Live from Music Row Thursday morning on The Tennessee Star Report with Michael Patrick Leahy – broadcast on Nashville’s Talk Radio 98.3 and 1510 WLAC weekdays from 5:00 a.m. to 8:00 a.m. – host Leahy welcomed Bob Woodson founder of The Woodson Center.
During the third hour, Woodson explained the center’s mission with the curriculum found at 1776unites.com explaining the potential to bridge the gap between Whites and Blacks education levels. He also highlighted the importance of making students’ education the priority and not the rights and privileges of the teachers.
Leahy: On the newsmaker line Bob Woodson founder and CEO of The Woodson Center. A civil rights activist and icon in that arena. Bob, Thanks for joining us this morning.
Woodson: Pleased to be here, especially with Carol.
Swain: Good morning Bob.
Woodson: It’s always great to hear your voice.
Swain: Same here.
Leahy: I bet we surprised you with Carol?
Woodson: Well I said Oh, wow. Yes. For many many years.
Leahy: Carol is our all-star panelist and she’s on the program every Thursday for well over a year and a half. Carol and I have been friends for a long long time. And she speaks so highly of you Bob. And of course, you and I have talked a couple of times. Tell us a little bit about some of the projects you’re working on in particular. I know you and I talked about your efforts to get a real American curriculum and an understanding of civics and government into public schools. What’s happening with those projects?
Woodson: Well, we’re you know, we started it. In fact, this is our one year anniversary in February in response to 1619 that corrupt version of history that was generated by Nicole Hanna Jones who is a columnist writer with The New York Times. She and other journalists authored that 1619 that defined America by its birth defect of slavery.
And as a consequence, they concluded that America is forever flawed and should be defined by slavery and whatnot. And so we decided that since they were using the Blacks as messengers it was important to counter that with a Black lead effort. And so we started 1776. It’s the real birthday of the country.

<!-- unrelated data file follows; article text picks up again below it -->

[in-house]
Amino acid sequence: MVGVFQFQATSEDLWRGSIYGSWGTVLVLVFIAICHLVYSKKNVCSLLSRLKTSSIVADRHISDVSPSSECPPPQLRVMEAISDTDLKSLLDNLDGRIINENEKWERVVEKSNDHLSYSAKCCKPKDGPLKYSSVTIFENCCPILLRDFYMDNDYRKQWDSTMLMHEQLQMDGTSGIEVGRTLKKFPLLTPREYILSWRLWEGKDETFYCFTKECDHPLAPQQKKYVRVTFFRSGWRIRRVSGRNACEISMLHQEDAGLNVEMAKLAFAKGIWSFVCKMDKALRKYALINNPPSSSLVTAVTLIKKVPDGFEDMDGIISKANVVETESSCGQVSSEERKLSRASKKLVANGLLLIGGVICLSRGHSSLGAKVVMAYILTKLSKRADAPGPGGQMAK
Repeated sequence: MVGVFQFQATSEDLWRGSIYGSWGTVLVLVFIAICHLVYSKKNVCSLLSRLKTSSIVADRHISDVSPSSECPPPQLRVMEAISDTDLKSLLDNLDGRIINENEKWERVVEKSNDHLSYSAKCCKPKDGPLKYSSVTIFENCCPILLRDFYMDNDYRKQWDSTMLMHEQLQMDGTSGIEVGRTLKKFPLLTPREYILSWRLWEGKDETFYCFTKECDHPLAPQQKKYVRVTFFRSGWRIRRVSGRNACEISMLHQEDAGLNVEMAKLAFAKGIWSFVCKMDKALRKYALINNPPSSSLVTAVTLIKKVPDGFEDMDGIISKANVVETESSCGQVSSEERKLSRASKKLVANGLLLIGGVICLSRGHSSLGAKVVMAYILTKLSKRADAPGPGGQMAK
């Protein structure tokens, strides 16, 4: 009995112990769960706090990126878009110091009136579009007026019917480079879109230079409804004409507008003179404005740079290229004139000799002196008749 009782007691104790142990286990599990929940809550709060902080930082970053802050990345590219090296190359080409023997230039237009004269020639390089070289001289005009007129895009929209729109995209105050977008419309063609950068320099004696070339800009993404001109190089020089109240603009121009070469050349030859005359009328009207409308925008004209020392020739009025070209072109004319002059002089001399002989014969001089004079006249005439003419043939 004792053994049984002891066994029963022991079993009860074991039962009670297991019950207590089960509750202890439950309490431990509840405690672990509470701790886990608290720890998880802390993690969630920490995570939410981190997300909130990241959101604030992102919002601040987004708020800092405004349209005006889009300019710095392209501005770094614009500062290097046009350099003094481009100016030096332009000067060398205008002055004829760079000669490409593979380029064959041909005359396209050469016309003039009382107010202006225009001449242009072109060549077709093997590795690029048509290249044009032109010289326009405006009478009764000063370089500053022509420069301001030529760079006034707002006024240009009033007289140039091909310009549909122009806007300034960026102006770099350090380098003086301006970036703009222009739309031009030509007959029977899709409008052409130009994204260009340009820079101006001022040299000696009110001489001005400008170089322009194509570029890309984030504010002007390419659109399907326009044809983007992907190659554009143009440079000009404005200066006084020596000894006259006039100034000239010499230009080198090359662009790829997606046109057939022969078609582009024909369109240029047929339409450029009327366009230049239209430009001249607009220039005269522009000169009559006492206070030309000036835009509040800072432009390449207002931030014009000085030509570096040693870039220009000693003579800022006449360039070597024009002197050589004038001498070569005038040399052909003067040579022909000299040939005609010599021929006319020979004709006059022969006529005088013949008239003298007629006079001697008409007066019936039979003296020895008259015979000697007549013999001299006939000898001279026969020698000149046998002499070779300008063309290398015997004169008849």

And we weren’t interested in engaging just in the debate, but we were also interested in offering an alternative inspirational narrative that documents the fact that America should be defined by its promise and not by his birth defect of slavery. And we give evidence that blacks in the face of oppression prospered and built great institutions. Only in America could someone be born a slave and die a millionaire as we have documented in our writings.
Leahy: So what kind of response have you gotten from the mainstream media and public schools with that message in that curriculum?
Woodson: The mainstream media has ignored us but the education community when we released the first three lessons of our curriculum, we had over 7,000 downloads thus far. We were shocked. In the first three days, we had 4,000 compared to 4,500 downloads from 1619 in the course of a year. We’ve been hearing from school boards and civic institutions and educators all over. I think they’re thirsting for some alternative to 1619’s corrupt interpretation of history. So we’re very pleased with the response that we’re getting. And we’re releasing more curriculum every month.
Leahy: Now if a teacher is listing or a parent is listening right now, where do they go to download this important curriculum?
Woodson: You can go on 1776unites.com and you’ll be able to identify it there.
Leahy: 1776unites.com. 1776 that’s another very important project that Carol was involved in. Bob, I’m sure you know about the 1776 Commission that Carol was vice-chairman of and one of President Biden’s first acts was to dissolve that commission. Carol, bring us up to speed on what’s going on with that dissolved commission and how it relates to Bob Woodson’s Project 1776 Unites.
Swain: Well, Bob knows intimately about the 1776 Commission because I sought his advice before I accepted the vice chairmanship. The commission even though it’s not under the auspices of the U.S. government it still exists in that we’re working together. And we have submitted our report with a new introduction for publication. So we expect to have a book out in a few months.